Tony Dejak, Associated Press
CLEVELAND — A Cleveland man arrested after three women missing for a decade were found alive at his home was charged Wednesday with kidnapping and raping them. Prosecutors brought no charges against his brothers, saying there was no evidence they had any part in the crime.
Ariel Castro, 52, was charged with four counts of kidnapping — covering all three captives and the daughter born to one of them while she was held — and three counts of rape against the three women. The former school bus driver owns the peeling, run-down home where the women were rescued on Monday, after one of them broke through a screen door.
At a news conference, authorities gave few details on the women's ordeal. But police said earlier in the day that they were apparently bound with ropes and chains, and a city councilman briefed on the case, Brian Cummins, said that they were subjected to prolonged sexual and psychological abuse and suffered miscarriages.
Cummins also said the women were kept in the basement for some time.
"We know that the victims have confirmed miscarriages, but with who, how many and what conditions we don't know," he said. He added: "It sounds pretty gruesome."
Deputy Police Chief Ed Tomba said a paternity test on Castro was being done to establish who fathered the now 6-year-old child of captive Amanda Berry.
Castro was in custody and couldn't be reached for comment. A brother-in-law has said the family was "shocked" after hearing about the women at the home.
Castro's brothers, Pedro, 54, and Onil, 50, were also arrested after the women were rescued, but there was no evidence they had any part in the crime, and no charges were brought against them, Cleveland Prosecutor Victor Perez said.
Two of the young women, meanwhile, were welcomed home by jubilant crowds of loved ones and neighbors with balloons and banners Wednesday. The families of Berry and Gina DeJesus protectively took them inside, past hundreds of reporters and onlookers. Neither woman spoke, and their families pleaded for patience and time alone.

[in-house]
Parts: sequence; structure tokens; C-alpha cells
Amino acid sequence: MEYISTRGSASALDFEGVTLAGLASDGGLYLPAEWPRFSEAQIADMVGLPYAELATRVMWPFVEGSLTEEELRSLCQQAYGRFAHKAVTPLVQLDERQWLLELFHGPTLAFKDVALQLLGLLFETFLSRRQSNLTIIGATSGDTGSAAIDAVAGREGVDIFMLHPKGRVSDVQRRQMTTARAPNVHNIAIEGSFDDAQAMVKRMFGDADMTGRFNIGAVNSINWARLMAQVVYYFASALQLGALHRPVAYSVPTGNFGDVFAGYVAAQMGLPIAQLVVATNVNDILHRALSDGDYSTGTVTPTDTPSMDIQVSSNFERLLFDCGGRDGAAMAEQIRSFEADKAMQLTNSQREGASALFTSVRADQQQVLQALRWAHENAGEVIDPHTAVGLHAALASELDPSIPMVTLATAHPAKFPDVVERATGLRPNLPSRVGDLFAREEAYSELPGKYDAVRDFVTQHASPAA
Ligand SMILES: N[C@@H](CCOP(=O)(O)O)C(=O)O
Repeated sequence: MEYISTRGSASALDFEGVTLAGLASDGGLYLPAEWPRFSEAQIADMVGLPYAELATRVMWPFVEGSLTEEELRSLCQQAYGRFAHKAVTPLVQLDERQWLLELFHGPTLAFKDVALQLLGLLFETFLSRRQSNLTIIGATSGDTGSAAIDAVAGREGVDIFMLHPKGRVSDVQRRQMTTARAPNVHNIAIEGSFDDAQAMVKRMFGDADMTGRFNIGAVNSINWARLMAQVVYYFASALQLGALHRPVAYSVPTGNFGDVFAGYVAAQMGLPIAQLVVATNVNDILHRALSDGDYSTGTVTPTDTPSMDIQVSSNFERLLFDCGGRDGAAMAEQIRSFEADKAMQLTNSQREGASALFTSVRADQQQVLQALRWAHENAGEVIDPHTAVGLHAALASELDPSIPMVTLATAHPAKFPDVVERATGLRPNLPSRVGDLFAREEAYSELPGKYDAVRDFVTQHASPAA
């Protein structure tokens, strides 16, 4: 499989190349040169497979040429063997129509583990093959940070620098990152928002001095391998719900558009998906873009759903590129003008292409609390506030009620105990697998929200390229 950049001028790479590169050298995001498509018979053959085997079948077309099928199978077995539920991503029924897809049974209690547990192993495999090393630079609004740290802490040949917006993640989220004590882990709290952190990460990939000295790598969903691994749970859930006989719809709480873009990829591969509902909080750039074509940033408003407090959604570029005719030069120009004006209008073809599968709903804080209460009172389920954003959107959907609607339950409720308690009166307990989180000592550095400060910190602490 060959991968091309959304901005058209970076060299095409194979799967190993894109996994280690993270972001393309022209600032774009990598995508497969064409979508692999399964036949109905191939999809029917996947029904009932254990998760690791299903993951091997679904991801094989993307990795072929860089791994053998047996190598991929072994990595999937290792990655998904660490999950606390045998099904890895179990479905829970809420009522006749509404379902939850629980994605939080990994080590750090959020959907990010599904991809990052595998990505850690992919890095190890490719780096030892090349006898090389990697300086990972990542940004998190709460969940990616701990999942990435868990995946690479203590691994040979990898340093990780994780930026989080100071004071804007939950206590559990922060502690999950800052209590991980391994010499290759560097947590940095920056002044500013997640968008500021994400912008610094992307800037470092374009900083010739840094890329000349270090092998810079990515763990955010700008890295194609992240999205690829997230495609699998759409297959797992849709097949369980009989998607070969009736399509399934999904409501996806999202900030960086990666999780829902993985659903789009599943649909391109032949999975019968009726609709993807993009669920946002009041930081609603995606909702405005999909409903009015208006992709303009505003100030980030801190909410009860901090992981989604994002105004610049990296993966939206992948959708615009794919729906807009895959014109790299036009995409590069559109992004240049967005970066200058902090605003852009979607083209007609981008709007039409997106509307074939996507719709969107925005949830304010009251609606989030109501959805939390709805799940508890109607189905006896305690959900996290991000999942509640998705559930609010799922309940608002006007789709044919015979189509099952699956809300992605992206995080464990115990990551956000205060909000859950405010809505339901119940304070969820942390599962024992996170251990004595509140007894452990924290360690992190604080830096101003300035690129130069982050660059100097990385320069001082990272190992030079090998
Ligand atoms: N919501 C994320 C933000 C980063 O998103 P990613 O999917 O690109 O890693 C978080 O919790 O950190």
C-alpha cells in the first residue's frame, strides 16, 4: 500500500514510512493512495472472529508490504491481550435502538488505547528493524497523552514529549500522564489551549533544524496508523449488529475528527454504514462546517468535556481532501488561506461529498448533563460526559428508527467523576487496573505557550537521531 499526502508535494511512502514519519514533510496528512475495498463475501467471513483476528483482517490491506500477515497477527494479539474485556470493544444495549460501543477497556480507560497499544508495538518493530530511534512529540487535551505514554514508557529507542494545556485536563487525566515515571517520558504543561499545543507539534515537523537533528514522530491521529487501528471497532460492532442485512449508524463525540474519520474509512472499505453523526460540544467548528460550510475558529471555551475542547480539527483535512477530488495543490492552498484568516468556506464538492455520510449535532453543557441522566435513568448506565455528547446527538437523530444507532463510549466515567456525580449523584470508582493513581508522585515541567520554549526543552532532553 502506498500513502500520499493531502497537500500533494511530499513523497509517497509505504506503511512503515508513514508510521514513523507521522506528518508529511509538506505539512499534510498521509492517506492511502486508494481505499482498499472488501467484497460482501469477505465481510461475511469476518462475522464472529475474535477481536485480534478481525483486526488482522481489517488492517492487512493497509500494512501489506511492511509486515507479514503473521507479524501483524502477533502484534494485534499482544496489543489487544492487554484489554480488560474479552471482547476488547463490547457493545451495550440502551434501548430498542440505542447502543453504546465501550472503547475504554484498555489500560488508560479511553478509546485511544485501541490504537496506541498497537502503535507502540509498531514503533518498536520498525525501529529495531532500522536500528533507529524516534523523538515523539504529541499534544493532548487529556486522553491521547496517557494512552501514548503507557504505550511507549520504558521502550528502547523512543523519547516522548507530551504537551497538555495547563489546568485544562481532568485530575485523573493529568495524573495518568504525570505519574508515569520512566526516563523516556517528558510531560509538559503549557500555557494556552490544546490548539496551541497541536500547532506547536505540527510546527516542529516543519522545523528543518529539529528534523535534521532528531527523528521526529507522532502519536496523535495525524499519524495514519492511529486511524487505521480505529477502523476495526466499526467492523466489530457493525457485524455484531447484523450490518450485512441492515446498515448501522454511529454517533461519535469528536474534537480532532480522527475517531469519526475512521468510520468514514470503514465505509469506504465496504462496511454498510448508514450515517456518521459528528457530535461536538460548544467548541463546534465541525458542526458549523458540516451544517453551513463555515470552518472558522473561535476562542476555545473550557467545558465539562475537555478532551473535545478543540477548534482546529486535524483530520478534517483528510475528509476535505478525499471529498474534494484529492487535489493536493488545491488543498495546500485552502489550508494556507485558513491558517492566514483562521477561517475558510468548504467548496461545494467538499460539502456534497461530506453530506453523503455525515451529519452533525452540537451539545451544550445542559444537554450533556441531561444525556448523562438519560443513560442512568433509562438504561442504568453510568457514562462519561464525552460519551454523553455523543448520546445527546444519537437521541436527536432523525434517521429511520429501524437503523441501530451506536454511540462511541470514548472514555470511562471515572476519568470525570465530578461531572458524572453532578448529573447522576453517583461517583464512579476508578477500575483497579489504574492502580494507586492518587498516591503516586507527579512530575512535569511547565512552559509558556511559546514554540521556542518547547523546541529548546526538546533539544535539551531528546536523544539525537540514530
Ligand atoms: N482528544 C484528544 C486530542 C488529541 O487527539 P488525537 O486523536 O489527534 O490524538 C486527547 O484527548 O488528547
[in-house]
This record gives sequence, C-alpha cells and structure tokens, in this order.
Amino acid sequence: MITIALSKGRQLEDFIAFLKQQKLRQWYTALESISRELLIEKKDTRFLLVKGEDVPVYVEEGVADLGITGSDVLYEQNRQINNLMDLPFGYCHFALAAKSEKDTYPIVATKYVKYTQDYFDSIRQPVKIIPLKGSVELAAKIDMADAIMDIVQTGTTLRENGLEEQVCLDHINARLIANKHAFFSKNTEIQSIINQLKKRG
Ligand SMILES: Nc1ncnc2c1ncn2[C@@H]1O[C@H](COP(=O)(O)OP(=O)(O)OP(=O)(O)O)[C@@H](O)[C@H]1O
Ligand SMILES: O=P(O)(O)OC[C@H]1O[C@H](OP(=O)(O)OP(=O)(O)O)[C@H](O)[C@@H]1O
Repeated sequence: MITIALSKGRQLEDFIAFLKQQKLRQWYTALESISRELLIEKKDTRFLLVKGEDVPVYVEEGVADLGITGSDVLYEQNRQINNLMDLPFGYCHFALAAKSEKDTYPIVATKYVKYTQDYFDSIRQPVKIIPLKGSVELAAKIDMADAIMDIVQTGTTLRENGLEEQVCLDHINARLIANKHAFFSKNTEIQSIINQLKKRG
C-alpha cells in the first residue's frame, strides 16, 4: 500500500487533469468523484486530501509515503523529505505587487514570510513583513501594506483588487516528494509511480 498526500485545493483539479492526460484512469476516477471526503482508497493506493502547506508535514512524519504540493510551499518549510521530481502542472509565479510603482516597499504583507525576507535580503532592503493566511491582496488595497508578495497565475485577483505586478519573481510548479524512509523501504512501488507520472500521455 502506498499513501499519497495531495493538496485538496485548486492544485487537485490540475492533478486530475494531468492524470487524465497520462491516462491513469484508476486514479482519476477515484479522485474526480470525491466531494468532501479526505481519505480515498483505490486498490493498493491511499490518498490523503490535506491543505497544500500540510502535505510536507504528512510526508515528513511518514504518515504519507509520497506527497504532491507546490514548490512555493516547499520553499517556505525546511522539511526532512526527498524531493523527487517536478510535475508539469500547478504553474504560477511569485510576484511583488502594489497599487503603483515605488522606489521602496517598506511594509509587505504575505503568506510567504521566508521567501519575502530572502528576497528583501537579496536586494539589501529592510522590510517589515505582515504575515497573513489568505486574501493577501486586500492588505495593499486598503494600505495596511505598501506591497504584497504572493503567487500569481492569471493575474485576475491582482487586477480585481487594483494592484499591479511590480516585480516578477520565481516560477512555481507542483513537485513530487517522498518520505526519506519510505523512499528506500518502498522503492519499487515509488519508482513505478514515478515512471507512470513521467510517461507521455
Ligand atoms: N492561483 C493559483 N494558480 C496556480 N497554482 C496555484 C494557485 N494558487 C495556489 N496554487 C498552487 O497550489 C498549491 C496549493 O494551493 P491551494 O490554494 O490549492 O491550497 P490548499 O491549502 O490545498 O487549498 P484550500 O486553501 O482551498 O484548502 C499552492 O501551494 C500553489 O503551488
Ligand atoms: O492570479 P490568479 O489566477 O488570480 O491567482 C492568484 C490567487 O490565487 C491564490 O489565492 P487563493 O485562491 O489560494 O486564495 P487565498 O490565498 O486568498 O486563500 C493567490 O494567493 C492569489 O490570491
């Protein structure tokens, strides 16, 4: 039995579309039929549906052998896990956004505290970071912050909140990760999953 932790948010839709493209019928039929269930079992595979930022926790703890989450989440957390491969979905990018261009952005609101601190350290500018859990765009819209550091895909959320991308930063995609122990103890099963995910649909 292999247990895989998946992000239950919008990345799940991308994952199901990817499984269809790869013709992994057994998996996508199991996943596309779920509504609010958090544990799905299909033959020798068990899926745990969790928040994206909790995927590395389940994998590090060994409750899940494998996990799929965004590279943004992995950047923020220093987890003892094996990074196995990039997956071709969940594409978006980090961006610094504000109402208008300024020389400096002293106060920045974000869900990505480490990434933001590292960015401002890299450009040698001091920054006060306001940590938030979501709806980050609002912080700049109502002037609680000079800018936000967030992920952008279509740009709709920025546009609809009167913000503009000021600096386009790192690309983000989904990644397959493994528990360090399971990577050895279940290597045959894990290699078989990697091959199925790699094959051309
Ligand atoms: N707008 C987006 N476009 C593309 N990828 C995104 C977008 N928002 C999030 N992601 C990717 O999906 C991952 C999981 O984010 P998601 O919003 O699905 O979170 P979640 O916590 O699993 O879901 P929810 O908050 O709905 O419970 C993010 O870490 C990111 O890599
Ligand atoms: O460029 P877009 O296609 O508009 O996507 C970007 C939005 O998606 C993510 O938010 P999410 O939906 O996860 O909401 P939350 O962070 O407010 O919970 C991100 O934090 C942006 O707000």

"Give us time and privacy to heal," said Sandra Ruiz, DeJesus' aunt. Ruiz thanked police for rescuing the women and urged the public not to retaliate against the suspects or their families.
The third captive, Michelle Knight, 32, was reported in good condition at Metro Health Medical Center, which a day earlier had reported that all three victims had been released. There was no immediate explanation from the hospital.
The Associated Press does not usually identify people who may be victims of sexual assault, but the names of the women were widely circulated by their families, friends and law enforcement authorities for years during their disappearance.
In a development that astonished and exhilarated much of Cleveland, the three women were rescued after Berry, 27, broke through a screen door at the Castro house and told a 911 dispatcher: "Help me. I'm Amanda Berry. I've been kidnapped, and I've been missing for 10 years and I'm, I'm here, I'm free now."
Law enforcement officials left many questions unanswered, including how the women were taken captive and who fathered Berry's 6-year-old daughter.
Neighbors said that Ariel Castro took part in the search for one of the missing women, helped pass out fliers, performed music at a fundraiser for her and attended a candlelight vigil, where her comforted her mother. As recently as 2005, Castro was accused of repeated acts of violence against his children's mother.
On NBC's "Today" show, Police Chief Michael McGrath said he was "absolutely" sure police did everything they could to find the women over the years. He disputed claims by neighbors that officers had been called to the house before for suspicious circumstances.
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